I took a flyer on this new place on the outskirts of the Tenderloin the other day. It’s a modern–style Korean snackery/soju bar. It’s somewhat like Toyose in its offerings but a lot more convenient for most of us, I would think.
I went for the “Jjol Myeun” (spicy chewy noodles) which were new to me and a very refreshing cold noodle dish. My reactions to the dish can be found in my noodle blog. I’d like to hear opinions from others on the other dishes (Yelp has pictures of the whole menu) as I’m not particularly well grounded in Korean Cuisine.
Zzan seemed a little pricey for the area (unless you consider it part of the Theater District). My noodles were $10.95 for a dish that contained little protein other than half a boiled egg, though I suppose you have to factor in the free banchan. Only three small dishes of bachan were delivered to my table but free refills are offered.
Haven’t been. The dish looks tasty, but overpriced.
$7-8 seems more reasonable (and what I think I paid at a couple spots in Oakland (also meat free))
The price is definitely on the high side, for a simple dish like this. This kind of cold noodle dish is very popular in Asian cruisin, they are very tasty, simple ingredients, easy to make and good for hot summer days. My hometown has one version, the sauce is based on ginger, garlic, vinegar, and soy sauce, sided with summer squash. I remember in hot summer evenings, every family in our village is eating that.
Was the noodle chewy enough to justify the price?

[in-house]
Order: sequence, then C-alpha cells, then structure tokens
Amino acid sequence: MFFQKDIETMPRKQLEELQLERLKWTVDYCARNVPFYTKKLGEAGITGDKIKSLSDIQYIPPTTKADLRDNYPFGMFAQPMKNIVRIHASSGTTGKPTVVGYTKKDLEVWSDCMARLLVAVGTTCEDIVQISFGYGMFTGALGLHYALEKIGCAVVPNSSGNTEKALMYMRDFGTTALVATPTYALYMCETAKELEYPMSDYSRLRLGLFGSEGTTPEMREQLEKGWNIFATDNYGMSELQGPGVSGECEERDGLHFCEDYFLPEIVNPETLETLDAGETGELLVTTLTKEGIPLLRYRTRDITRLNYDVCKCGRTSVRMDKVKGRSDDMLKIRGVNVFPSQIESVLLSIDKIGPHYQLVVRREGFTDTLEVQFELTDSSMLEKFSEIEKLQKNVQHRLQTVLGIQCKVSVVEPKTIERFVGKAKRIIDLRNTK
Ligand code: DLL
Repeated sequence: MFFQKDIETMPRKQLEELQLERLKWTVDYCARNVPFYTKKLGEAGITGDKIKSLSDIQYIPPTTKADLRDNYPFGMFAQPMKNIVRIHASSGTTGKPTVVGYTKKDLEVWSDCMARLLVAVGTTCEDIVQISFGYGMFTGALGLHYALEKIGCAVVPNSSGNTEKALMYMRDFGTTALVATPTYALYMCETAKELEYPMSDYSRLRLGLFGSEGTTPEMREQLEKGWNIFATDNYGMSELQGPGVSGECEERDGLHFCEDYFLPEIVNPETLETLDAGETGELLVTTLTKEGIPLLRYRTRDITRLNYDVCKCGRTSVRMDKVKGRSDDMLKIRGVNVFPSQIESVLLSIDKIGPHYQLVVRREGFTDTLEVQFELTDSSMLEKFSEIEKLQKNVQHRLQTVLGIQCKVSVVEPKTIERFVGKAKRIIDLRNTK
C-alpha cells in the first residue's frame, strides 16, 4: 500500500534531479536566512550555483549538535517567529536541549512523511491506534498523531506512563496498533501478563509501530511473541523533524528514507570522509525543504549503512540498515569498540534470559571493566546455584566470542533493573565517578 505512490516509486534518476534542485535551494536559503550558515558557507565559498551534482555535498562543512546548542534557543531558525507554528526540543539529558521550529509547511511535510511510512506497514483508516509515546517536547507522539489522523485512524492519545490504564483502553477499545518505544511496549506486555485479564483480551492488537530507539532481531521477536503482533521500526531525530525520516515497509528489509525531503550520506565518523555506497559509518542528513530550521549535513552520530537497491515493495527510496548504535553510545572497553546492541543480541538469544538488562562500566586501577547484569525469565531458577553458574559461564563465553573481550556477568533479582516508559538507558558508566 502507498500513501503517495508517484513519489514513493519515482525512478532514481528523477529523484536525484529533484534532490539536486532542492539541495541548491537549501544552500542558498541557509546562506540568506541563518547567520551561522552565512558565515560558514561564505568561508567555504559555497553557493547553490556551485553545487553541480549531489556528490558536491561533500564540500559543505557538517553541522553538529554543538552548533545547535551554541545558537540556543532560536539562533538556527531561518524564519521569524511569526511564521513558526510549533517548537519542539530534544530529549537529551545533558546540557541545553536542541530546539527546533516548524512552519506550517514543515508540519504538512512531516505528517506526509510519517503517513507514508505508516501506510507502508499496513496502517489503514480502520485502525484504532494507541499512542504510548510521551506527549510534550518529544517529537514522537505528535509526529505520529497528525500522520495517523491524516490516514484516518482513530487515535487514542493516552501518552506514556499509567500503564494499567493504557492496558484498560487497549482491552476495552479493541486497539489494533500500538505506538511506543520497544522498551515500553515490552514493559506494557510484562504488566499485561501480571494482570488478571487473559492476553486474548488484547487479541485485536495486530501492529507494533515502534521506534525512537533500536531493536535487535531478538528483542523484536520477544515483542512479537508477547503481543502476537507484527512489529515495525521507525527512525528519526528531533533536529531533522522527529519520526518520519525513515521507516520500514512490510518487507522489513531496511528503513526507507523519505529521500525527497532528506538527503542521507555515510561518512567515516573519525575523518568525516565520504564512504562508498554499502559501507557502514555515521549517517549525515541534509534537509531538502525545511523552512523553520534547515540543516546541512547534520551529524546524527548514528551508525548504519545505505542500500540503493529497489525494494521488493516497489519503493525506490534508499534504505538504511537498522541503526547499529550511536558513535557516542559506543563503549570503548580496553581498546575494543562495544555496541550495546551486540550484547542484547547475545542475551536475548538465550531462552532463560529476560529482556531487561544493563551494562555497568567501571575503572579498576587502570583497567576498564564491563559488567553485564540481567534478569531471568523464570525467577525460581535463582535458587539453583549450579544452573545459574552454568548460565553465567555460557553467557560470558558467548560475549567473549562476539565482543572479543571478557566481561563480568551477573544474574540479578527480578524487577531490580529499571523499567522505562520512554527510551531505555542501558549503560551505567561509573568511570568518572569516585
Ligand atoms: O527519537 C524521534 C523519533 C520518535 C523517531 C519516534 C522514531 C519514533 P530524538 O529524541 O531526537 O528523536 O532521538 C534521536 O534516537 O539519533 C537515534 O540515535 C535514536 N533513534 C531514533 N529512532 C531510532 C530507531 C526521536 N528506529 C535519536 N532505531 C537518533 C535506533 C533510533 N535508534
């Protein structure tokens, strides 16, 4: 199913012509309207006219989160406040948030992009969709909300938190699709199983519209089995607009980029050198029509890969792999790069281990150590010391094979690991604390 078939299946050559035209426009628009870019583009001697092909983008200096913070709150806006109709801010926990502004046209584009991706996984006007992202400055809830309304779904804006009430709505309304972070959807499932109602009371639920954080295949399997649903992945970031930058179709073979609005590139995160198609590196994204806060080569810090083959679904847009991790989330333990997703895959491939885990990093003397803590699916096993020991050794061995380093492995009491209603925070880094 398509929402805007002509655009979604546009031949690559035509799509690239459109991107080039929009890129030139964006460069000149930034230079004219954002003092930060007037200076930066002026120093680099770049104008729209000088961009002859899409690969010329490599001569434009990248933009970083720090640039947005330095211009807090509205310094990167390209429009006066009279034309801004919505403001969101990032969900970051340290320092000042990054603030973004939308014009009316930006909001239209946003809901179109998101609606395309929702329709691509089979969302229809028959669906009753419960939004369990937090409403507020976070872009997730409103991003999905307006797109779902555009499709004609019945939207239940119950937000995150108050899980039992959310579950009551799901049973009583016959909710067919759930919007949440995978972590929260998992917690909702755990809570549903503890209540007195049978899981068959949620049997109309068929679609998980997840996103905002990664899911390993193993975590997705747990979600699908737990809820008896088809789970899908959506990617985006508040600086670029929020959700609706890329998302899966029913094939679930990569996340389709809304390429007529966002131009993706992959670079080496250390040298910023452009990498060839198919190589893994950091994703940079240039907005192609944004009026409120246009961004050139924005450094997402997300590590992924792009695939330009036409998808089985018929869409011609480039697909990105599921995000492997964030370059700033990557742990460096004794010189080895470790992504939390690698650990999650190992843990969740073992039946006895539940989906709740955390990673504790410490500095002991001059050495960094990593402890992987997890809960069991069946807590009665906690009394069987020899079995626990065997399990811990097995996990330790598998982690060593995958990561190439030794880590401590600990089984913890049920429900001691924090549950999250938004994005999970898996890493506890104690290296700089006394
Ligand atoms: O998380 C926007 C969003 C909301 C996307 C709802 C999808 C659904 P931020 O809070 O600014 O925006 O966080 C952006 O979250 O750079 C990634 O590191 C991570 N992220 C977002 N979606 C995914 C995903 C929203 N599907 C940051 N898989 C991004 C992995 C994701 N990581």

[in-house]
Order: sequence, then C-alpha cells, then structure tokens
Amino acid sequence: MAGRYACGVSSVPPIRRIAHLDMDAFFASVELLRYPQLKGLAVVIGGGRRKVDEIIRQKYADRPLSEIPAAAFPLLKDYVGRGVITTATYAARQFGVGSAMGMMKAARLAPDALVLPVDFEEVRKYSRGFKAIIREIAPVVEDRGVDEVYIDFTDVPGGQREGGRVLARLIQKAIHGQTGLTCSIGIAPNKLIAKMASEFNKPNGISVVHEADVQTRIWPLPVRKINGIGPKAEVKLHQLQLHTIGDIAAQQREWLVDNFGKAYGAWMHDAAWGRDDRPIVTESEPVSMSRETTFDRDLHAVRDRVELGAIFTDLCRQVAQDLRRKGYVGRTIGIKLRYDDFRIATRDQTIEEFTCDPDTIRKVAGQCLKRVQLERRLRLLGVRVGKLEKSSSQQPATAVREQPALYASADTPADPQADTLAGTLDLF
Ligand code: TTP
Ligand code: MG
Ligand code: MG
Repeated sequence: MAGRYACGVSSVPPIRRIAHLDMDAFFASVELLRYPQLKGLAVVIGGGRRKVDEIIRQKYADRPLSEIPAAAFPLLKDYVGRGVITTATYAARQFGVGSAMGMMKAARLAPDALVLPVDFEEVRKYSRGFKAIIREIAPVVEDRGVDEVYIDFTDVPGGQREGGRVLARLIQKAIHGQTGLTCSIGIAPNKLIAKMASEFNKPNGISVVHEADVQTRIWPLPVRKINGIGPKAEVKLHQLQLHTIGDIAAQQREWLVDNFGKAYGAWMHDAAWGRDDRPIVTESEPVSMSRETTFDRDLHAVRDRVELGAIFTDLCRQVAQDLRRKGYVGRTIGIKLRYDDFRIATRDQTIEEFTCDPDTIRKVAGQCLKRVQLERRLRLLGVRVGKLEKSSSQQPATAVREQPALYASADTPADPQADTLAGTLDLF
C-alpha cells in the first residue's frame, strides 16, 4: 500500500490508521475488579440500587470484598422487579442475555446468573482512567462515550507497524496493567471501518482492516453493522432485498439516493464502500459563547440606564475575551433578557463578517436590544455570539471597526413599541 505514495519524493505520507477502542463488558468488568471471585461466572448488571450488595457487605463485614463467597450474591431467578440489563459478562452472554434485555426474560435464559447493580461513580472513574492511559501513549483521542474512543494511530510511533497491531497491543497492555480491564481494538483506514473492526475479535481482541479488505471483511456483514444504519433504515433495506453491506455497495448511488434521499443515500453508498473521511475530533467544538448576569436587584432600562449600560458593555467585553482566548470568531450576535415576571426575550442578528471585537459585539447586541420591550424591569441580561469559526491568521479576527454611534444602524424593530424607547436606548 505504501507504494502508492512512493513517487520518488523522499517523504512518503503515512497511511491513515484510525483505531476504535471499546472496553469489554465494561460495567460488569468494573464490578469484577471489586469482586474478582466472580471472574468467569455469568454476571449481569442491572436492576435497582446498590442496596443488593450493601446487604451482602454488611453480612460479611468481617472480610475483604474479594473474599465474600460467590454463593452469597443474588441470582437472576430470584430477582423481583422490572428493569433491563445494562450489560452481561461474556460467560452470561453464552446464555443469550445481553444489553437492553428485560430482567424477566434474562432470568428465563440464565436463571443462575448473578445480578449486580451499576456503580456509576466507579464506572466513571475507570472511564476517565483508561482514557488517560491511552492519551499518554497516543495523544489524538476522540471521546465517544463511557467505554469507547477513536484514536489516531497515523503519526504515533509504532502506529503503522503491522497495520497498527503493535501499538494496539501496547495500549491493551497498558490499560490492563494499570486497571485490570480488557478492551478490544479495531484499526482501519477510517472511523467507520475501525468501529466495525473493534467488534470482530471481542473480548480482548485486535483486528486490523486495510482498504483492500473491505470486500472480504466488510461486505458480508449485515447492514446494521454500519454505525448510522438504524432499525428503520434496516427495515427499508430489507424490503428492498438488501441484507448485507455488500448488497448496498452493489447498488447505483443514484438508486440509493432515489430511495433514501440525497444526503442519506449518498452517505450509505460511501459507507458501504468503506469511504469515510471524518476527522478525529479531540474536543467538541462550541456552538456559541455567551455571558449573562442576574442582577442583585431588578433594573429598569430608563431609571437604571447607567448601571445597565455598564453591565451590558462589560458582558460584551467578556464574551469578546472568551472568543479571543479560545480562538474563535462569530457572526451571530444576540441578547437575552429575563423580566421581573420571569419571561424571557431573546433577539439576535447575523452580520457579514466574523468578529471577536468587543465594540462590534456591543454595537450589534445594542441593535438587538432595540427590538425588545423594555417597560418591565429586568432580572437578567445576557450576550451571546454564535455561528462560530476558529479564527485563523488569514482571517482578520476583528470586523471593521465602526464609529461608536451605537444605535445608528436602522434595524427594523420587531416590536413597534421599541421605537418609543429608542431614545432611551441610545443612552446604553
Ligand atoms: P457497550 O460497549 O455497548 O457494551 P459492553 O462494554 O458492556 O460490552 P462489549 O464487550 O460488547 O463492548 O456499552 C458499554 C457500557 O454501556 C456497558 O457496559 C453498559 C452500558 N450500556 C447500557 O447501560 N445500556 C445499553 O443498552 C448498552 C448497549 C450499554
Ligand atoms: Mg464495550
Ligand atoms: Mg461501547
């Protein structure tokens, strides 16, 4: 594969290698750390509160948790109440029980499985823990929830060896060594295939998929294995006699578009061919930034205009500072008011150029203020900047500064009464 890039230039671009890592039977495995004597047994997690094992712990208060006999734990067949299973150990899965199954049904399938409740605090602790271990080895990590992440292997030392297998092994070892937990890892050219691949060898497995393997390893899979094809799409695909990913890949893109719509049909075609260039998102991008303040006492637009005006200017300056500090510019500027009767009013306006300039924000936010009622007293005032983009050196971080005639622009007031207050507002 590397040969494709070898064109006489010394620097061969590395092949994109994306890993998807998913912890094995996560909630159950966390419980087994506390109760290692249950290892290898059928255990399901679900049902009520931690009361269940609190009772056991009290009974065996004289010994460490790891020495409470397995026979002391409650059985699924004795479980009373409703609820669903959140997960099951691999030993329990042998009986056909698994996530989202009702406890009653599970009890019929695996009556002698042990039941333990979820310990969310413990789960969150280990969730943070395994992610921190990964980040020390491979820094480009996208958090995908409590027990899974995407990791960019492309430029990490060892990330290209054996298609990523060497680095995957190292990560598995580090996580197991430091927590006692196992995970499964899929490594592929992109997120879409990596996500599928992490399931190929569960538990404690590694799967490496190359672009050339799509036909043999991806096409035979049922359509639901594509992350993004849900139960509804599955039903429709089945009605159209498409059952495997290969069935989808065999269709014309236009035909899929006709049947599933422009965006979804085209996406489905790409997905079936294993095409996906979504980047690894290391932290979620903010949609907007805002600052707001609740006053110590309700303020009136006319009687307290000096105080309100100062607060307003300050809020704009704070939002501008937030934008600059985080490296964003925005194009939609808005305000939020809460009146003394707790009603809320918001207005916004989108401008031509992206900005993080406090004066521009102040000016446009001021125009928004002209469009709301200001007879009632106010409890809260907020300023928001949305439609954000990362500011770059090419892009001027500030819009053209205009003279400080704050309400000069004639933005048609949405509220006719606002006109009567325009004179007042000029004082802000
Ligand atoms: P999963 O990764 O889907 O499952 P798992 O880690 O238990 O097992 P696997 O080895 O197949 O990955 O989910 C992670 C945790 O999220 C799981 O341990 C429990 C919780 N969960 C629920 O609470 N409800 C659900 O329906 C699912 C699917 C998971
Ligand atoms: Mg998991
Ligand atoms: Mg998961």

For drinks and K-pop videos, it’s fun, but I prefer Toyose or the places on Telegraph in Oakland for food. Nearby Cocobang has a much shorter menu and better food.
Corn cheese was really good— the corn kernels were browned against the iron plate and there was a good amount of stretchy cheese. Perfect bar snack.
I’d recommend the Kim chi pancakes, seafood pancakes, and Rice cakes in a pink sauce with bacon.
Rice cake skewers were crispy and good. Shrimp skewers and beef skewers were overcooked.
Banchan took a while to come out and had little life in them— I can’t remember a time when I’ve not wanted to request more Kim chi.
The skin had soft, flabby parts on the soy garlic chicken wings, and spicy wings. These seemed like basic sauced wings— wasn’t any special treatment, such as having the fat fully rendered out (Fusebox) or tons of sauce, and mystery skin/crunchy bits (Dan Sung Sa).
Kalguksu tasted like potato water, and didn’t have the hearty rounded flavors of the one I recently had at Mixed Grain in Walnut Creek. There were instances of noodles stuck together, side to side.
A stew seemed like a good choice for our party of 9, and we got the Octopus and bulgogi one. Pretty good. Korean perilla (sesame leaves) added some herbal flavors.
We had to ask for scissors to cut up the octopus— the whole thing is cooked on a portable stove in front of us, so user error left some parts overlooked.
Cost with beer was $26 per person.